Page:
The stench of prosecutorial abuse has long hung over the Enron-related criminal cases.
But the extent of that abuse became crystal clear this afternoon when the Fifth Circuit Court of Appeals granted former Enron CEO Jeff Skilling’s motion to unseal his supplemental brief relating to the government’s interview notes of former Enron CFO and chief Skilling accuser, Andrew Fastow.
The brief reveals suppression of exculpatory evidence by the Enron Task Force on a massive scale. The entire brief is devastating to the Task Force’s prosecution of Skilling and the late Enron chairman, Ken Lay. The excellent 11-page introduction of the brief includes the following passage:
The raw notes are shocking. The 420 pages of contemporaneous notes, which we have spent the last many weeks comparing to the thousands of pages of trial record and the Task Force’s pretrial disclosures, confirm our worst fears. On the most crucial issues in Skilling’s case—especially where it was only Fastow’s word against Skilling’s—the Task Force suppressed vital exculpatory evidence from its “composite” FBI Form 302s for Fastow and all other disclosures given to Skilling. The Task Force then proceeded to present critical testimony and argument at trial it knew was contradicted by the evidence withheld from Skilling.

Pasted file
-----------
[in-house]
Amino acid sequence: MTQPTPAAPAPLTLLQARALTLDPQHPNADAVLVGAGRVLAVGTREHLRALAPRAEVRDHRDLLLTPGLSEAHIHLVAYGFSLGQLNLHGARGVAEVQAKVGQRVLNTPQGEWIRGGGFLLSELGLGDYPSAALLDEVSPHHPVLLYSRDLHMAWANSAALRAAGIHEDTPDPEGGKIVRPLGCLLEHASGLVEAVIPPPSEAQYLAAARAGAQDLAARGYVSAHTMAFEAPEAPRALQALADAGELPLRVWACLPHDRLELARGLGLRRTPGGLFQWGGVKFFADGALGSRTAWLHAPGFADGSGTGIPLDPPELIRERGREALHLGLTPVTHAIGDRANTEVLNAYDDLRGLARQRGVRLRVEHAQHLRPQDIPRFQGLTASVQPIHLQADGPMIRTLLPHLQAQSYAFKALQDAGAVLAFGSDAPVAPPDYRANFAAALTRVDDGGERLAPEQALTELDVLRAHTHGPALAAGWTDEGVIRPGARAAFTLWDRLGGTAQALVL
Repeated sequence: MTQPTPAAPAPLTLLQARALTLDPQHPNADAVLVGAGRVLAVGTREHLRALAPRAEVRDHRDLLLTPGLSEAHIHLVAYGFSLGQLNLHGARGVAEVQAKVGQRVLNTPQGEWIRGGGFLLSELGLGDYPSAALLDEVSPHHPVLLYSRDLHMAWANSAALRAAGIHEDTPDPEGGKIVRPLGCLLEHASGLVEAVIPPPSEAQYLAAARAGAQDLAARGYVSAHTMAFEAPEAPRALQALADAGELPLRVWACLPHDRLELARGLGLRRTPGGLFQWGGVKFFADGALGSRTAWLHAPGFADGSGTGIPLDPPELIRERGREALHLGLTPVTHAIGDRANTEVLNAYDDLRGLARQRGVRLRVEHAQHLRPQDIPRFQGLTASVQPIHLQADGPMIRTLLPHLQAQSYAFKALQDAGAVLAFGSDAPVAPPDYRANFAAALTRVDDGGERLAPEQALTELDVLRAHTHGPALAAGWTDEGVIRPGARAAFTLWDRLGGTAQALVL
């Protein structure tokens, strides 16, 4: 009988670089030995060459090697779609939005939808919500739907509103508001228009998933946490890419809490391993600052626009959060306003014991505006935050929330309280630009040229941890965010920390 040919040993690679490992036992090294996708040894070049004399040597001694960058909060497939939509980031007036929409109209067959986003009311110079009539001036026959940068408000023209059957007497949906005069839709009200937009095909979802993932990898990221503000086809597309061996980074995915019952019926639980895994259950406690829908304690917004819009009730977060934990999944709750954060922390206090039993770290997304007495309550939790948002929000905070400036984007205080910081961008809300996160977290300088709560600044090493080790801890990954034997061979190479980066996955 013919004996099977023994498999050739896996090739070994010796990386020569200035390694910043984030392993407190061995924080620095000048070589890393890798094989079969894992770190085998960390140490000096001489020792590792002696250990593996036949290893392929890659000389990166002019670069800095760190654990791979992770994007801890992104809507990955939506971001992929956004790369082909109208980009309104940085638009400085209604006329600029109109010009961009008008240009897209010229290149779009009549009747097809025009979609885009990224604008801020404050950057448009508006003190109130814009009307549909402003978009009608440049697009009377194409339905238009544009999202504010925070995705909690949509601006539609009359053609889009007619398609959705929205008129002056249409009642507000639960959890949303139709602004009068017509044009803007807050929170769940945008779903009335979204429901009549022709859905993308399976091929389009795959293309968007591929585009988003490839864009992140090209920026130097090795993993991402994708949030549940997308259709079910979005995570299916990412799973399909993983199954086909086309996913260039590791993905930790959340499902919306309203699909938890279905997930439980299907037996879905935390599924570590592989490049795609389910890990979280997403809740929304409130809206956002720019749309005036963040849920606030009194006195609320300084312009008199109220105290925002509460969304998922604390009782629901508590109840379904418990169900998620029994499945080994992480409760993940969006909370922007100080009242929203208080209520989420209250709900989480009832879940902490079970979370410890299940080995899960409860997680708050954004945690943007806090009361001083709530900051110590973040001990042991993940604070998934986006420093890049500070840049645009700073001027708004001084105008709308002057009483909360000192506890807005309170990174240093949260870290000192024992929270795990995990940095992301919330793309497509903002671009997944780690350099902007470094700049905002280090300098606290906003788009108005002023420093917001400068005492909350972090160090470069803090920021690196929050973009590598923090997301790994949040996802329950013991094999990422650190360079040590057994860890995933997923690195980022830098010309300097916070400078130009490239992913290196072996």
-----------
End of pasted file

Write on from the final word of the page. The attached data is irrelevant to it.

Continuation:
Much of the suppressed evidence directly relates to—and refutes—the Task Force’s pivotal contention that Skilling orally agreed to “secret side deals” to manipulate Enron’s financial statements. This “side deal” theory underlies every count of conviction against Skilling.